What Is the Life Expectancy after a Bone Marrow Transplant

A bone marrow transplant is a medical procedure that involves transfer of healthy blood-forming or hematopoietic stem cells into the patient’s body with an aim to replace their damaged or diseased bone marrow. This is why bone marrow transplant is also referred to as a stem cell transplant. It can be basically categorized as autologous and allogeneic bone marrow transplant based on the donor of stem cells. BMT is a treatment option for various blood and bone marrow disorders or diseases. The procedure can be used to:

  • Enable safe treatment of the patient’s condition after high doses of chemotherapy or radiation and then replacing the bone marrow damaged by chemo treatment
  • Reboot the immune system to fight the diseased or damaged marrow with new healthy stem cells and help kill cancer cells 
  • Production of new healthy blood cells in adequate amount


Blood and bone marrow related cancers may need other treatments as well in conjugation with BMT. The diseases that affect production of blood cells can also be treated by infusion of healthy bone marrow cells from the patient’s own body or from a healthy, genetically compatible donor.  The marrow or stem cells from the donor are used to replace diseased cells which allows the body to maintain healthy levels of red blood cells, white blood cells, and platelets.


Over the years, the life expectancy, survival rate and quality of life post bone marrow transplant procedure have considerably improved. The more accurate genetic matching tests for donors, the more are the chances of success. The transplant is followed by an antibiotic regimen to control infections and complete post-transplant care. The recovery and success are greatly influenced by the post-transplant care regime. 


Bone marrow transplants are offered by various hospitals in India, for treatment of cancers and other diseases. The top hospitals have a special dedicated unit for BMT patient with stringent infection control measures. BMT treatment cost in India is considerably lower than many other nations, especially in the West. This attracts many international patients as they get to save a significant amount of money without compromising on the standard of care. 


Life expectancy after a bone marrow transplant

It has been reported that stem cell transplants for patients who had nonmalignant diseases has shown a much better success rate, around 70% to 90 % survival with a matched sibling donor while with unrelated donors it was 36% to 65%.

Post-transplant survival rates for patients suffering from acute leukemia in remission have been reported as 55% to 68% with related donors and 26% to 50% for the unrelated donors.

In case of an autologous bone marrow transplant, where the patient’s own bone marrow cells are taken before the chemotherapy and reinfused afterwards, has improved survival rates with certain cancers such as Wilms tumor, Ewing sarcoma, germ cell tumor and neuroblastoma.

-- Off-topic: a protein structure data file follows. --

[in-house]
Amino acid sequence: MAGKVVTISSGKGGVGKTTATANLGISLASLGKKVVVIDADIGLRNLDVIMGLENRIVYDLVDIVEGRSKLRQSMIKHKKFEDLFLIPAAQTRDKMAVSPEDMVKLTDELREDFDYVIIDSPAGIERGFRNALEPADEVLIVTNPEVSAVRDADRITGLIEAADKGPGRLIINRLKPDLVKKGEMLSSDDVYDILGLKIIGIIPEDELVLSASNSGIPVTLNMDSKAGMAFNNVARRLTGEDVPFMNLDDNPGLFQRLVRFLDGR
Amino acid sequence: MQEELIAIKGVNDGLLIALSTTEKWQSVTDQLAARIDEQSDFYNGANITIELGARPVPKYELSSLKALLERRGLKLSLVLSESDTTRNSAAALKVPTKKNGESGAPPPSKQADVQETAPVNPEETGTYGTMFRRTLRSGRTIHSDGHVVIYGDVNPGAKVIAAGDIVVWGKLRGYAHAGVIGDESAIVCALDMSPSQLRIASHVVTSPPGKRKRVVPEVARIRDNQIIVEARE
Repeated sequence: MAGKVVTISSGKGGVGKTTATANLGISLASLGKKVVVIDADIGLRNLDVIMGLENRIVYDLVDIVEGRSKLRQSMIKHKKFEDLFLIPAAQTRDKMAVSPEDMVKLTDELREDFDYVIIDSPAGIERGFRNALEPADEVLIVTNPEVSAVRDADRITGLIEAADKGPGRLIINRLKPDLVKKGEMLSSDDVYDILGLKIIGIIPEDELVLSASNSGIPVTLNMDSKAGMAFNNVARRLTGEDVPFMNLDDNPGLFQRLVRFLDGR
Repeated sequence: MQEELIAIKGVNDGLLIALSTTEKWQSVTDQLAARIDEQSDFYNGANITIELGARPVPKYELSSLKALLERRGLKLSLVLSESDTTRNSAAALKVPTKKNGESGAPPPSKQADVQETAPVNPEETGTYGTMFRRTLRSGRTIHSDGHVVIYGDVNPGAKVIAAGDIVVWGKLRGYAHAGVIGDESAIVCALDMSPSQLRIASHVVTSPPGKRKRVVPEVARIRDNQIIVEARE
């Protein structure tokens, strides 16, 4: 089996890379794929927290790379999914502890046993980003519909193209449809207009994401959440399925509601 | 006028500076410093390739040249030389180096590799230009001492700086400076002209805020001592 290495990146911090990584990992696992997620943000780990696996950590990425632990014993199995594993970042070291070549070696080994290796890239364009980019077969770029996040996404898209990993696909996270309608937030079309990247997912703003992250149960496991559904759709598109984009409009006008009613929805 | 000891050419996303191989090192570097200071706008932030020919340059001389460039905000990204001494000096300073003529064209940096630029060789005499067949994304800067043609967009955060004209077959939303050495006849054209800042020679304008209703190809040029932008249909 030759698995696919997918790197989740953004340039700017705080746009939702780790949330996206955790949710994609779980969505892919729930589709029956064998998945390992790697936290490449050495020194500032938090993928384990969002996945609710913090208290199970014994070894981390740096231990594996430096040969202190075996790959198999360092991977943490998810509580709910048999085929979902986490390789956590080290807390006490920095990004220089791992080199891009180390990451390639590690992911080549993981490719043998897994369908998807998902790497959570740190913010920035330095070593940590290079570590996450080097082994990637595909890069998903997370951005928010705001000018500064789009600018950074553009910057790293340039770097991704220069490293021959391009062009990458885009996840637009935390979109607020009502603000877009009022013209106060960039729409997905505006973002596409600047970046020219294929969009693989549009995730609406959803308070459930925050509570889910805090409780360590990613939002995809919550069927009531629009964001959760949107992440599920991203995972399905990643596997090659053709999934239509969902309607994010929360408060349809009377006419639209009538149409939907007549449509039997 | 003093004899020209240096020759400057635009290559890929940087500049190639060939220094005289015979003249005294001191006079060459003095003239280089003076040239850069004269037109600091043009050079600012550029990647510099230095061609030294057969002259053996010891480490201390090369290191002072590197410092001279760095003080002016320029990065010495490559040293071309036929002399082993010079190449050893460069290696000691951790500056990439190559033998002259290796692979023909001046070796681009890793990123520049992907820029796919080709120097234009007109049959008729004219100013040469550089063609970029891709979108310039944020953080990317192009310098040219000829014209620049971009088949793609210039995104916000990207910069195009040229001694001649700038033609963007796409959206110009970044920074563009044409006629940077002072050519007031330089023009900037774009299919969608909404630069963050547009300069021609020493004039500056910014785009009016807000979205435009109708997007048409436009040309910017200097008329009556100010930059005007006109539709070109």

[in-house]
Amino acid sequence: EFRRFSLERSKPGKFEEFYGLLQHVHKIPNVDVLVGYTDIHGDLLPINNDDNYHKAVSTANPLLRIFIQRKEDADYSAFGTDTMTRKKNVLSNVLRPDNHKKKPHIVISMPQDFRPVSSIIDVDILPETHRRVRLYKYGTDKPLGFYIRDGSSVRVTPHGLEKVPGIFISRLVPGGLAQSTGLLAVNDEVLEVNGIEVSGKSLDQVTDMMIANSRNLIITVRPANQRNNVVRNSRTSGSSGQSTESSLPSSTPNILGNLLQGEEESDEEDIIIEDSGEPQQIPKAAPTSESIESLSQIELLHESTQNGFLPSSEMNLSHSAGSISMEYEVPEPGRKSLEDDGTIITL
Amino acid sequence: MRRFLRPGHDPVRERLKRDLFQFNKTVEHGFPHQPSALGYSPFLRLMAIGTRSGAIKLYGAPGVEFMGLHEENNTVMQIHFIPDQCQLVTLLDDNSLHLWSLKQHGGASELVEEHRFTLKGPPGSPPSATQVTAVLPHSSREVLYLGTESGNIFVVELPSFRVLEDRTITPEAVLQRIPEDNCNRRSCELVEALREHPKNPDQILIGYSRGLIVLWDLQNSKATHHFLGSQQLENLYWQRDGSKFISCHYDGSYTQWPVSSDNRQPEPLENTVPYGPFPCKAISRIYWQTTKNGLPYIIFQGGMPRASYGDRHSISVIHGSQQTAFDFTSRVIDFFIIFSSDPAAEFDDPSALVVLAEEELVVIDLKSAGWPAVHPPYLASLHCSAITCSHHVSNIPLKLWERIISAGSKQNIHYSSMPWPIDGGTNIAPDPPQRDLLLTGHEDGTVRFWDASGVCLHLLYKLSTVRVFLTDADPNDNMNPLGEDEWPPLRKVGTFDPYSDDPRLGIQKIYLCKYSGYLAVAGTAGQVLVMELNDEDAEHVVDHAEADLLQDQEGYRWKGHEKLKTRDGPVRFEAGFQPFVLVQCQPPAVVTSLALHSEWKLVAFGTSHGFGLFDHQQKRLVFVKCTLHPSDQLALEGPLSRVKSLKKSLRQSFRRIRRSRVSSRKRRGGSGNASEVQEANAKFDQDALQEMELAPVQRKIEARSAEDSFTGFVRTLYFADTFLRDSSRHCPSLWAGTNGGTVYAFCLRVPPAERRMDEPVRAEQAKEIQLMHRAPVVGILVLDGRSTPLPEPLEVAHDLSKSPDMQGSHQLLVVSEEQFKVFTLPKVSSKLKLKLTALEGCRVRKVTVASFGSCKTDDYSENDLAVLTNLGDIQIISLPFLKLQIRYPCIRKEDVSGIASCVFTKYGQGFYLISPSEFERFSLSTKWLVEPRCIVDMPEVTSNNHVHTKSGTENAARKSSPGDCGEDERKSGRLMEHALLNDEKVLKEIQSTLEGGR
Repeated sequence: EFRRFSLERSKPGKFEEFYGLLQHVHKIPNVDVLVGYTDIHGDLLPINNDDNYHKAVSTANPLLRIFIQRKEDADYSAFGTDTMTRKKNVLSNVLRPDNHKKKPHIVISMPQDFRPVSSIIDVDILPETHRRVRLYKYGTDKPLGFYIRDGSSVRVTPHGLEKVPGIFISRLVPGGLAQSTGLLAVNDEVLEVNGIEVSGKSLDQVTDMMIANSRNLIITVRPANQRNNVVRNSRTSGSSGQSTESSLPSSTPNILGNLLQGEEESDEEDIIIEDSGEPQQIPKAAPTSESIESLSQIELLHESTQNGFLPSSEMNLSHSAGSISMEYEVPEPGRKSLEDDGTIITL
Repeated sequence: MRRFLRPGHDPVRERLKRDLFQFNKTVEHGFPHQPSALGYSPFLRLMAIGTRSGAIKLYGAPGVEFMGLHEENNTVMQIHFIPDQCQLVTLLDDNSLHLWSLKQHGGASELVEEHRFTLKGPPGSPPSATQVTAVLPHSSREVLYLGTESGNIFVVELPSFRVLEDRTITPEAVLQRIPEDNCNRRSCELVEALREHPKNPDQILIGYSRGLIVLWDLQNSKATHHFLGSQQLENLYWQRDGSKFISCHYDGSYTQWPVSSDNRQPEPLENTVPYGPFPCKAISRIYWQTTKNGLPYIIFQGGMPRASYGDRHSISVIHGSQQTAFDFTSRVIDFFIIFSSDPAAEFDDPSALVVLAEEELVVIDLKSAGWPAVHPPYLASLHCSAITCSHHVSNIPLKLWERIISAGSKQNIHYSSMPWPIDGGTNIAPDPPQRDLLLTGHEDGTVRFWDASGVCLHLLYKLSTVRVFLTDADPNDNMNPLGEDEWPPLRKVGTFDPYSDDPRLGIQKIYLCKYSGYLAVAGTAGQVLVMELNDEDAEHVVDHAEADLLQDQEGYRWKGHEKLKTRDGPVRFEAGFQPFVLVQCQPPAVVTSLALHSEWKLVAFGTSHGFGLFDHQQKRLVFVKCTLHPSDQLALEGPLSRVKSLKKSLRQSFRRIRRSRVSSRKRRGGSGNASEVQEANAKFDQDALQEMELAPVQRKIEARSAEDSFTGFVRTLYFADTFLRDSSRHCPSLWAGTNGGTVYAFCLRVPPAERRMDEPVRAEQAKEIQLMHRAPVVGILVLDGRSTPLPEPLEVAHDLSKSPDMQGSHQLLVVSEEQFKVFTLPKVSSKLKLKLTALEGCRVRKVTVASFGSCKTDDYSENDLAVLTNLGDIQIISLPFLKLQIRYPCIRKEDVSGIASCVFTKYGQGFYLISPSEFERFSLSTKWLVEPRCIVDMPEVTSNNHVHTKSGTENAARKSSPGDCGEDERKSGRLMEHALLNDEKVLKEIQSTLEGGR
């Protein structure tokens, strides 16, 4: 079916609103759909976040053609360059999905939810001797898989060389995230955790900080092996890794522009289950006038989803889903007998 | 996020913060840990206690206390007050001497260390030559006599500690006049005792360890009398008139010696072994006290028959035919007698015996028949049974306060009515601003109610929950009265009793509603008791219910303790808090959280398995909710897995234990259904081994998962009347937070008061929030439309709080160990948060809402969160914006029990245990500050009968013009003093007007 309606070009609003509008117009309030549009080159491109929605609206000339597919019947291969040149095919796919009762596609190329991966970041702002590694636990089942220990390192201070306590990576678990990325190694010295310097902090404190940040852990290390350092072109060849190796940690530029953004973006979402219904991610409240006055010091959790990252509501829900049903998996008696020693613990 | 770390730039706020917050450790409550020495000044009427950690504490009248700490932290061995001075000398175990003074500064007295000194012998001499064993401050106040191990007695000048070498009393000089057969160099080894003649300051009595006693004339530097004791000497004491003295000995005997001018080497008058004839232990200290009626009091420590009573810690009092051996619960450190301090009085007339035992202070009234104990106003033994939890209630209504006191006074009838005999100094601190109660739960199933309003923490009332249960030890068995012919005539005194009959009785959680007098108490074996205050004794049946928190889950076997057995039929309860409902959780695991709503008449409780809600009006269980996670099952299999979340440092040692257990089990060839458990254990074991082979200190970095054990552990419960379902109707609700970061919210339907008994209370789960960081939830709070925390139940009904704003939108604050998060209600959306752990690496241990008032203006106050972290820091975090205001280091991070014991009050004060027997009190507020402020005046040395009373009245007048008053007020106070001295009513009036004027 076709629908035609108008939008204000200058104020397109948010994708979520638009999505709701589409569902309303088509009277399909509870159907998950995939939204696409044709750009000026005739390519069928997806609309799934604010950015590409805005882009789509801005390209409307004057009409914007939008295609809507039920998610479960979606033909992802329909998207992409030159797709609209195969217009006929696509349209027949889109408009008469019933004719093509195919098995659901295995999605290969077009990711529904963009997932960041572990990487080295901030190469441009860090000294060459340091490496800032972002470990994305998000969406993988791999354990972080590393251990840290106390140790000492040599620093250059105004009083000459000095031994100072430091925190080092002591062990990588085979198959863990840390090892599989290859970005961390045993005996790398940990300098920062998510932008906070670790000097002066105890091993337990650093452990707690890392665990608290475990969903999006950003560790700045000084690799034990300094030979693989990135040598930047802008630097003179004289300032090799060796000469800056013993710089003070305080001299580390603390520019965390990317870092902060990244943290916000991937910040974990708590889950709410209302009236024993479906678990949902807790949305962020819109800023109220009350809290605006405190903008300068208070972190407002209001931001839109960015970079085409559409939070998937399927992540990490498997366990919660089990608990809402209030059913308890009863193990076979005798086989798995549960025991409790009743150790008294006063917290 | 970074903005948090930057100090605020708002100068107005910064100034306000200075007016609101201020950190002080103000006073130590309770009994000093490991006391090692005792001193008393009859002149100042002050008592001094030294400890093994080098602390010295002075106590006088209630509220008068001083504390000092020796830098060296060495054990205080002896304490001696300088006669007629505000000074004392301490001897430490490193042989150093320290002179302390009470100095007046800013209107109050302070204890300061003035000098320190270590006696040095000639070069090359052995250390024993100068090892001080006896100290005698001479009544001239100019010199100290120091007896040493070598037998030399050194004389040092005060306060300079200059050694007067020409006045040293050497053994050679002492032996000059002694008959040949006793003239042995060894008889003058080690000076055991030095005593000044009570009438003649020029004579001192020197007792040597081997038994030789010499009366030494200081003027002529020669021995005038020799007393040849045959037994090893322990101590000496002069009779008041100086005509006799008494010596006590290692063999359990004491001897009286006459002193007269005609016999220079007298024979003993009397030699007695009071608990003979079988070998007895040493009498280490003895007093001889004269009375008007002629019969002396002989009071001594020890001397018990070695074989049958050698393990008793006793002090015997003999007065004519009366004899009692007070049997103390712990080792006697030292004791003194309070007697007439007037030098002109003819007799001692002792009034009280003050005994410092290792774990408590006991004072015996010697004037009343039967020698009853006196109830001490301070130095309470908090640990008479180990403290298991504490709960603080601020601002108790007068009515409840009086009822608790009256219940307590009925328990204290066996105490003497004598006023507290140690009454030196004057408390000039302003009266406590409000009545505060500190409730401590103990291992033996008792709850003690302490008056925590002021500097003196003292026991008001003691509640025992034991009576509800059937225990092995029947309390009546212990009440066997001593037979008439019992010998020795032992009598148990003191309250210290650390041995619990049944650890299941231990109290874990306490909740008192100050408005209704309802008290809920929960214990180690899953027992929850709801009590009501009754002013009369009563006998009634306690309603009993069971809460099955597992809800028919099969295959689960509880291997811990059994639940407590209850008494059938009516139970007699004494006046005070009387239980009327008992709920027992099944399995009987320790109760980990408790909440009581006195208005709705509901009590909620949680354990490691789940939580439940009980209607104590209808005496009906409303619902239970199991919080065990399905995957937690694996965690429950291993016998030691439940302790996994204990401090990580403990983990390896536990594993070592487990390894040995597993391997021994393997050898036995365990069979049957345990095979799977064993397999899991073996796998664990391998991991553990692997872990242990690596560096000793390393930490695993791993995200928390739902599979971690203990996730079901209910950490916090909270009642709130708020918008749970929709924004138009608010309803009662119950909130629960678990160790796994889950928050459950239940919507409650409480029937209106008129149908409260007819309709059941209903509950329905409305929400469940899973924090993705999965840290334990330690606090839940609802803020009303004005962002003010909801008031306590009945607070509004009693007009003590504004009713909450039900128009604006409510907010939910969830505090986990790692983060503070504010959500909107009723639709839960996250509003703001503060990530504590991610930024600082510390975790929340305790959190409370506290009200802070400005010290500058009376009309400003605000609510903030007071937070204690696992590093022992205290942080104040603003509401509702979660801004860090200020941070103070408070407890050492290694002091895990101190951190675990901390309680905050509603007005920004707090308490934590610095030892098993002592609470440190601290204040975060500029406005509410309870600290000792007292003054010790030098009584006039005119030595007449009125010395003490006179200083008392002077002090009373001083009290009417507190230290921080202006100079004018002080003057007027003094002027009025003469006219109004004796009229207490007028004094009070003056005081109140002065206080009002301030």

However, autologous bone marrow transplants have not proved to enhance the survival rates with other pediatric malignant cancers, such as metastatic alveolar rhabdomyosarcoma, or metastatic Ewing sarcoma.


Patients who are in remission after cancer or have stabilized disease condition are generally known to show a much better result than patients with the disease in later stages or relapse.

BMT in younger patients is expected to have a higher chance of success. Also, if both the donor and recipient are cytomegalovirus (CMV) negative, the BMT survival rates are higher.


Risks and complication of bone marrow transplant 

As with most medical procedures, there is a possibility of certain risks and complications with BMT also. Some patients only experience minimal problems after a bone marrow transplant, while others may suffer from serious complications that require appropriate treatment or hospitalization. Complications can even be life-threatening in certain situations.

Every individual is different and will have a different recovery experience. The doctor will discuss the particular risks before the procedure. These are determined on the basis of many factors, including the disease or condition that needs treatment with a BMT, the type of transplant, and patient’s age and overall health status.


Possible complications that can occur after a bone marrow transplant include:

  • Graft-versus-host disease (associated with allogeneic transplant only)
  • The graft failure
  • Damage to organs 
  • Infections
  • Infertility
  • New cancers
  • Cataracts


Graft-versus-host disease (GVHD) is a serious risk when stem cells used in the transplant are harvested from a donor. Patients who receive an allogeneic transplant, transfusion of stem cells from a donor, there is a risk of developing graft-versus-host disease (GVHD). Although, proper matching tests limit the risk of this complication, it is still a considerable problem. This condition arises when the new stem cells from the donor make the new immune system which starts to recognize the body’s tissues and organs as foreign and attacks them.

GVHD can happen any time after the transplant. Many recipients who have an allogeneic transplant get this disease at some point. Unrelated donor increase the risk of GVHD, but it can potentially happen to anyone who receives a bone marrow transplant from a donor. GVHD is of basically two types – acute and chronic. Acute GVHD generally happens during the first few months after the transplant and typically affects skin, digestive tract or liver. Whereas, chronic GVHD develops later and can affect multiple organs.

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